Estate Planning with Cryptocurrency (And Other Digital Assets)

Estate planning is always changing. In recent years, one of the most seismic changes has been the introduction of digital assets such as Bitcoin. As more people accumulate wealth in this format, it has become increasingly vital to consider how to protect digital assets within the scope of an estate plan.

Indeed, one of the ironies of cryptocurrency is that, while it can make business transactions much more fluid and seamless, it makes estate planning bumpier. The days of simply writing out a will, then trusting the executor of the estate to track down all your assets, are over. It’s now necessary to provide much greater clarity about what assets you have, and how those assets may be accessed.

How to Think About Digital Estate Planning

As you consider estate planning with cryptocurrencies in view, here are a few key considerations.

Digital Assets Have Value

This may seem like an obvious statement, but here’s what we mean: A cryptocurrency has legal value, which means you must include it when assessing the true value of your estate. It’s not legally valid to conduct a valuation of your estate that doesn’t account for cryptocurrencies. In fact, in larger estates, cryptocurrencies may be subject to federal estate taxes.

Keep Up with Your Personal Keys

One of the big problems that cryptocurrencies bring is the struggle for access. It’s not sufficient to bequeath your Bitcoin to an heir; you also need to make sure your heir can actually access the pertinent assets. That means keeping up with your personal logins and keys and providing an exhaustive list of them within your estate plan. Verify that your heirs will have all the information and credentialing they need to claim these digital assets.

Consider a Hard Wallet

There is an alternative to the above: Instead of keeping your cryptocurrencies in an online exchange, you can get “hard copies” in the form of a USB wallet in which all your assets are kept. This can be a smart approach, but there is a major caveat: If you somehow lose the wallet, all the assets will be lost, as well. There won’t be “backup copies” floating around on the Web.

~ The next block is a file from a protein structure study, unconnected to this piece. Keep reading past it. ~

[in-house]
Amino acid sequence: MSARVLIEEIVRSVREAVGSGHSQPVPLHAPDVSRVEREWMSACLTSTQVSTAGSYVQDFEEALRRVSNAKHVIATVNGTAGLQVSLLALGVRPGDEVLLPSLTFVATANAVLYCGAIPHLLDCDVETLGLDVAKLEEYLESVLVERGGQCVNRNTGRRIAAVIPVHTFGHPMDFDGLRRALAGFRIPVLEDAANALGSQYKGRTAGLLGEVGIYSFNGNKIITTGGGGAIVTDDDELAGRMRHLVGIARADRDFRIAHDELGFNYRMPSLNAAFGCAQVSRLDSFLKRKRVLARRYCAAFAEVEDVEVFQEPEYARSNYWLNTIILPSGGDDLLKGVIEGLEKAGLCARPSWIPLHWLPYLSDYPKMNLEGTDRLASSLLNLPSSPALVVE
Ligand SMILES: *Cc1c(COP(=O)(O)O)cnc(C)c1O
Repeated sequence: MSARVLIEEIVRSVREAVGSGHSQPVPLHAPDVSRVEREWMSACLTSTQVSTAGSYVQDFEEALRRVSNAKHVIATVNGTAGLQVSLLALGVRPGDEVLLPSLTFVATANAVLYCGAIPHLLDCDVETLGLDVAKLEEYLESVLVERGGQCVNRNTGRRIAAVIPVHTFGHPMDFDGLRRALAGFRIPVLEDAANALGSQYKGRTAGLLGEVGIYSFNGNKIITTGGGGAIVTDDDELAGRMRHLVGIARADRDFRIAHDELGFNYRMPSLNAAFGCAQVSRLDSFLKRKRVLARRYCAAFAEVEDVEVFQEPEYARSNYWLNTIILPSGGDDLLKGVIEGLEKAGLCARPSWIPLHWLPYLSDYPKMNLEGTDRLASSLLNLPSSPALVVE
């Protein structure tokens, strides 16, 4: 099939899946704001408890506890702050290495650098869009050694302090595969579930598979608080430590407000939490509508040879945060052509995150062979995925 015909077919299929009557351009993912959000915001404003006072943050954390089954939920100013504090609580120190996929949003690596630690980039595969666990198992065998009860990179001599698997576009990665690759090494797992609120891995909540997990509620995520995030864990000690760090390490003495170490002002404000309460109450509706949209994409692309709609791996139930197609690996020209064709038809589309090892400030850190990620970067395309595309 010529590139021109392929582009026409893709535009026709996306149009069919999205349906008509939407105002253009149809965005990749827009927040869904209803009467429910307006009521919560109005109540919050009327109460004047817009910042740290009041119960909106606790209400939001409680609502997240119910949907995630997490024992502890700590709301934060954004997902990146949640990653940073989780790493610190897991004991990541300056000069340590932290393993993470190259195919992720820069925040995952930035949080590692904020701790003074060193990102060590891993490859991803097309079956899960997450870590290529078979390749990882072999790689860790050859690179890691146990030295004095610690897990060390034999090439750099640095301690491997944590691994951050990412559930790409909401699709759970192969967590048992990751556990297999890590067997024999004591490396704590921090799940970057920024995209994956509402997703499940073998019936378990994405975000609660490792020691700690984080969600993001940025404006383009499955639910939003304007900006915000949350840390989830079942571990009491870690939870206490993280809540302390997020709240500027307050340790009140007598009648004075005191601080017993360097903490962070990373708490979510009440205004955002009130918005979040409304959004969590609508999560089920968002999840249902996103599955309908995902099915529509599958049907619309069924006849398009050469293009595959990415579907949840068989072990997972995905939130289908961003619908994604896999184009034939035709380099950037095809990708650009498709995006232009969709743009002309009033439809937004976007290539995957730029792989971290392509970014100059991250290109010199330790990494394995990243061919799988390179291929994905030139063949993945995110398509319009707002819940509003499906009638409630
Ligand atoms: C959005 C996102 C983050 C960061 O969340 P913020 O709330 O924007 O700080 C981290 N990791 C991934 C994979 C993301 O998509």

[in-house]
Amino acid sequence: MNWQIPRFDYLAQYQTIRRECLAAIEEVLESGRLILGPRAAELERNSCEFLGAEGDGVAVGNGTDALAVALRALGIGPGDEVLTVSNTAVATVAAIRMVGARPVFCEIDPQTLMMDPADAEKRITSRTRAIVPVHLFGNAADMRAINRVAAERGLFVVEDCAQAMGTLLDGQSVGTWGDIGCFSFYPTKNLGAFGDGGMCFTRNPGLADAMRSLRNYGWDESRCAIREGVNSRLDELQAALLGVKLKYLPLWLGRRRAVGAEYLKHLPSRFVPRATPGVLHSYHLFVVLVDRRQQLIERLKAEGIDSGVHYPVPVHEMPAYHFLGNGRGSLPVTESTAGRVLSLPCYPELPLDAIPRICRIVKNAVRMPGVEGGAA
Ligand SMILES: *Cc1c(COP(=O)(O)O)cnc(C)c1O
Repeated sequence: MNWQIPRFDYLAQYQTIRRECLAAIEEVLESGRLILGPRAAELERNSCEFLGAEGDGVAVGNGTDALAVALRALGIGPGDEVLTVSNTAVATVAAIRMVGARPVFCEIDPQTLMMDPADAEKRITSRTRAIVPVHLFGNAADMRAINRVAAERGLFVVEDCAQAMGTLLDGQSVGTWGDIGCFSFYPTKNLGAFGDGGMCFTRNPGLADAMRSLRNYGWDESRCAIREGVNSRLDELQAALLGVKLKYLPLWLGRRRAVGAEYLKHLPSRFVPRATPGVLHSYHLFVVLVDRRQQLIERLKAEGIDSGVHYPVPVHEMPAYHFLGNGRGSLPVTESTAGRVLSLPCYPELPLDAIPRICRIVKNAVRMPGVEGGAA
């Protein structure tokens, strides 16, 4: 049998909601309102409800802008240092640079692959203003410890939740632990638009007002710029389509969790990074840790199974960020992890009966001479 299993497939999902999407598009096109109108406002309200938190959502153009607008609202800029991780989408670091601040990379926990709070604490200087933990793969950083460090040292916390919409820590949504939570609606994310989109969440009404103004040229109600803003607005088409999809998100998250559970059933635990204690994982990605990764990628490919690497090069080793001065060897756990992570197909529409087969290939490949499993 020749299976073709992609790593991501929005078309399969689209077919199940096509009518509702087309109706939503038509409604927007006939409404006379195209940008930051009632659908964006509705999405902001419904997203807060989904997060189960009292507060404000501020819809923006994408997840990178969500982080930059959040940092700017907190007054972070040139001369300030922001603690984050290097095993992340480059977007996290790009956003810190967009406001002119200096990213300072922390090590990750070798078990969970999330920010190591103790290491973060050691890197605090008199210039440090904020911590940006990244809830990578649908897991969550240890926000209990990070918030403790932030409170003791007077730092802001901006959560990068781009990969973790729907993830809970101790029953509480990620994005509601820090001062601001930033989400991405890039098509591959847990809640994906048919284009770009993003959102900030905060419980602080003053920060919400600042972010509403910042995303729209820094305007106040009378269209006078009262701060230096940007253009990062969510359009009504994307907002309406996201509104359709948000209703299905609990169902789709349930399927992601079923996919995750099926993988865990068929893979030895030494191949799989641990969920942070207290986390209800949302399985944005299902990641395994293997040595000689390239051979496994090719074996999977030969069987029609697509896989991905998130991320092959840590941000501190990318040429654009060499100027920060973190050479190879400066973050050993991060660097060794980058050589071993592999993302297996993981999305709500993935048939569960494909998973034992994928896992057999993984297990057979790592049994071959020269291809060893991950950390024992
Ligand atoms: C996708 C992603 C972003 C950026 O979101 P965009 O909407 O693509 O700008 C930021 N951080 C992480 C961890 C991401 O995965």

It’s Not Just About Cryptocurrency

We’ve been focusing exclusively on digital finances here, but it’s worth noting that there are many other online assets that you might include in your estate plan. These include account logins and passwords for digital banking platforms, as well as your login information for Facebook, Twitter, etc. Be sure your estate plans leave detailed instructions for who you’d like to be in charge of these accounts, how the accounts can be accessed, what you’d like done with them, etc.

Keep Up with Your Estate Valuation

Remember, too, that the value of digital currencies can fluctuate over time, which means the overall value of your estate may go up or down. This can in turn impact the estate tax burden you face, how much you have to leave to heirs, etc. As such, it’s worth keeping tabs on the changing value of your cryptocurrencies and keeping your estate planning attorney in the loop.

Find Out More About Digital Estate Planning

It’s increasingly common for individuals to possess numerous digital assets… and the more of these assets you accumulate, the more important it becomes to include them in your estate planning efforts.

If you have any questions or need to update your estate plan to account for digital assets, we welcome you to give us a call. Set up a consultation with the estate planning professionals at Singh Law Firm today.

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